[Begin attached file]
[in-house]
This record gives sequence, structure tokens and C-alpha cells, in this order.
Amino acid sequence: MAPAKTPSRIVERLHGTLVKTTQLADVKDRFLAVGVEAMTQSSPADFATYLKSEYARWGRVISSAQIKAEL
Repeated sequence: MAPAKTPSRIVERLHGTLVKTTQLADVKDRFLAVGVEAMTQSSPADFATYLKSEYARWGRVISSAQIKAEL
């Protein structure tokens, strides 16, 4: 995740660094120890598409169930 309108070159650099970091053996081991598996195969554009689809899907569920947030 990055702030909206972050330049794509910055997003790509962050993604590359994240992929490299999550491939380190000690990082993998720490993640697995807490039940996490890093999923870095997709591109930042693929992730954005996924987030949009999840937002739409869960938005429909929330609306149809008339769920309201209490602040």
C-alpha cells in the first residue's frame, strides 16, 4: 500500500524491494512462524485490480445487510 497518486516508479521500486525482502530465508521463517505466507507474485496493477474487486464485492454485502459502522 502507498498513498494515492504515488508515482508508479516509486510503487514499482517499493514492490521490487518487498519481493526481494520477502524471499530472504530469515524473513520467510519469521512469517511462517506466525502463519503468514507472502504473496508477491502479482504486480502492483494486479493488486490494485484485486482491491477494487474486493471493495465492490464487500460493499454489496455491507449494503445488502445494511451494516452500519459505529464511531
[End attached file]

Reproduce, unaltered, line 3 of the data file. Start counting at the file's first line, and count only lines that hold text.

Amino acid sequence: MAPAKTPSRIVERLHGTLVKTTQLADVKDRFLAVGVEAMTQSSPADFATYLKSEYARWGRVISSAQIKAEL